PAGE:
Department Statement on the 2020 Rebellion
As you are aware, communities across the country are engaged in widespread public protest of unabating violence against Black people, exemplified most recently in the widely-publicized murders of Breonna Taylor, Ahmaud Arbery, and George Floyd. Although conversations about police and other state violence are always already ongoing in Black communities, these murders re-ignited a broader public conversation about the role of police in communities and the intractable structural violence inherent in the very premise of American policing since its inception. That this kind of state violence against Black people continues in a moment where an unprecedented pandemic is disproportionately claiming Black people’s lives for the same racist reasons underscores the urgency with which we as educators in service to others and carers for whole people must act in our policies and curricula, our conversations with each other, and in the broader communities in which we exist, and DC in particular.
As dictated by the decades long mission of the interdisciplinary field of African American Studies in times of peace and upheaval, Georgetown University’s Department of African American Studies, through classes, programming, and service work of its faculty have consistently been dedicated to challenging systemic anti-blackness, racism, racial inequities, gender and sexual violence, and xenophobia. We will continue to be a space of intellectual refuge where critical and creative imaginative practices for ending racism and transforming society are encouraged.
In our current moment, with our faculty and student commitments in mind, we have already encouraged Georgetown University administrators to begin the process of reallocating money budgeted for campus police, as well as discontinuing any financial and contractual relationships with the DC police department. While GUPD is not an armed office, and spurred by the actions of the Black Survivors Coalition they have begun some reforms around bias training, we note that continuous hiring of police to surveille and police students is something that should be reconsidered. We hope that funds for sustaining this presence might be allocated for establishing a crisis intervention center, restorative justice services, and better overall mental health services for students.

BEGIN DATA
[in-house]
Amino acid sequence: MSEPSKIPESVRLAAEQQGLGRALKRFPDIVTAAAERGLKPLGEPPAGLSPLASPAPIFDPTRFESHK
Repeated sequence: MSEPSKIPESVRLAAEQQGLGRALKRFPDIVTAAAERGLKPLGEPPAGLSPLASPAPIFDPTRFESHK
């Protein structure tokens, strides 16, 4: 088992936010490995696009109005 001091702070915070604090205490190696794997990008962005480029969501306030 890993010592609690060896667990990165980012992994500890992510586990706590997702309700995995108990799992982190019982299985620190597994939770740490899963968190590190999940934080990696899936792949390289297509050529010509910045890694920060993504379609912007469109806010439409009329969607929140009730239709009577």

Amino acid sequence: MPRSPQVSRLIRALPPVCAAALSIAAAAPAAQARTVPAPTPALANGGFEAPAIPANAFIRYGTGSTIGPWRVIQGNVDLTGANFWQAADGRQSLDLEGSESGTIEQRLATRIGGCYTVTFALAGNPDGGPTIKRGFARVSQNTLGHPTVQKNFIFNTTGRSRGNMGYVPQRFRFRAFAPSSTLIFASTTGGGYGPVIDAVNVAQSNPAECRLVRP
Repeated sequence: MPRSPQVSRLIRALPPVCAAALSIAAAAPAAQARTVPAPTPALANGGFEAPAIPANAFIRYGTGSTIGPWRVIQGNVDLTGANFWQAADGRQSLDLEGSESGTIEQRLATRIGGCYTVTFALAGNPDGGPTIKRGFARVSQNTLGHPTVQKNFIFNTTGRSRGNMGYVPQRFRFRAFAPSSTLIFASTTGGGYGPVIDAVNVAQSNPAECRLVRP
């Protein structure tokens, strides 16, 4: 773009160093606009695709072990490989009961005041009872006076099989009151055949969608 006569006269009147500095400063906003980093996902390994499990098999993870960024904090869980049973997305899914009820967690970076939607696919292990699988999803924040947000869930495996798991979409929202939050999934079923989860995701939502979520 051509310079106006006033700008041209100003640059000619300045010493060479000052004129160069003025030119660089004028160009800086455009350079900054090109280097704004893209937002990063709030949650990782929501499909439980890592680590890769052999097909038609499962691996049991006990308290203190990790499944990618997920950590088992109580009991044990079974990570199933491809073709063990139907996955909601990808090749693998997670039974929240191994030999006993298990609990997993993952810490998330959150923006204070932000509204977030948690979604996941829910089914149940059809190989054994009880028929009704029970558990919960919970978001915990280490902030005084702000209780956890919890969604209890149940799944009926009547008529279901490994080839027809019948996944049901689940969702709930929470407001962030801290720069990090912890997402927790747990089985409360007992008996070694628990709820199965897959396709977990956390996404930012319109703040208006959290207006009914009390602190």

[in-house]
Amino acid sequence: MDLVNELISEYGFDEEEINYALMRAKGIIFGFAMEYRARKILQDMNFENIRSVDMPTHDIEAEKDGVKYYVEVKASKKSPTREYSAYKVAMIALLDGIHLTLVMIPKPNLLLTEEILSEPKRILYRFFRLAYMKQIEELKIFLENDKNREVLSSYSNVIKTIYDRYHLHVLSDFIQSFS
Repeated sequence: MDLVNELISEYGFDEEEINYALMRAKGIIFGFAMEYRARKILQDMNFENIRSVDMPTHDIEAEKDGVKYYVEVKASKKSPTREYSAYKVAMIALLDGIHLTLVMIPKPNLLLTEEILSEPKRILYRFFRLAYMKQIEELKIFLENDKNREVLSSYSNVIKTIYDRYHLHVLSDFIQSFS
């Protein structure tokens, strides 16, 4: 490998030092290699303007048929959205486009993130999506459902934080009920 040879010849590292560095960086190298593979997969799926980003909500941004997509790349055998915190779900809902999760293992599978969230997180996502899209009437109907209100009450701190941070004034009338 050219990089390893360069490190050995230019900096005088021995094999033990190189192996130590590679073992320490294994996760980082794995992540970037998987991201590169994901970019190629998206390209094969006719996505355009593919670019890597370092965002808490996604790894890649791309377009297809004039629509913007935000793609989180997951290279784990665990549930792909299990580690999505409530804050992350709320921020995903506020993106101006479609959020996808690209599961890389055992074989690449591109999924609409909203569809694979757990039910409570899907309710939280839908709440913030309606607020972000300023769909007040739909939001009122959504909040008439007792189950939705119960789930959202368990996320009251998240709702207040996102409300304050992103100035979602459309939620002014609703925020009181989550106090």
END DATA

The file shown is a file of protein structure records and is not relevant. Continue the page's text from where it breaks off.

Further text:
In this time of crisis, we realize that many people are seeking ways to make a difference on campus and off. In addition to the current reactionary calls for more conversations on racism and racial justice, we offer the following proactive steps for long term change on Georgetown campus understanding that universities have been spaces where solutions for broader society can be developed.
- For administrators, in addition to reallocating resources that go to campus police, we suggest deepening commitments to the Black Survivors Coalition and other student of color organizations, supporting the growth of the Department of African American Studies, being an active leader in curtailing the attacks on academic freedom (student/faculty protests), reversing the corporatization of higher education, and increasing accessibility for and accountability with D.C.’s black communities.
- For colleagues outside of our department, we encourage you to review and reassess your own departments to see if they are contributing to systemic racism and anti-blackness through the absence or erasure of critical intellectual work that challenges racism and anti-blackness in curriculum and coursework, through the refusal to allocate resources to such work, or through hierarchical classist and anti-black hiring practices related to areas of research or methodologies classified as neutral and objective. We also encourage our colleagues to begin sustained, engaged, and equitable collaborations between departments whose missions have consistently challenged systemic oppressive regimes of power (African American Studies, American Studies, and Women’s and Gender Studies).
- For our alumni, we encourage you to continue your donations to the Department of African American Studies and to continue to advocate for the growth of the department to university administrators.
Faculty in African American Studies will continue to enthusiastically support, with labor and ideas, any institutional strategies that embrace grassroot solutions provided by local and national organizations supported by department faculty, transformative anti-racist curriculum changes, and sustainable, equitable partnerships between ourselves and other leaders on campus.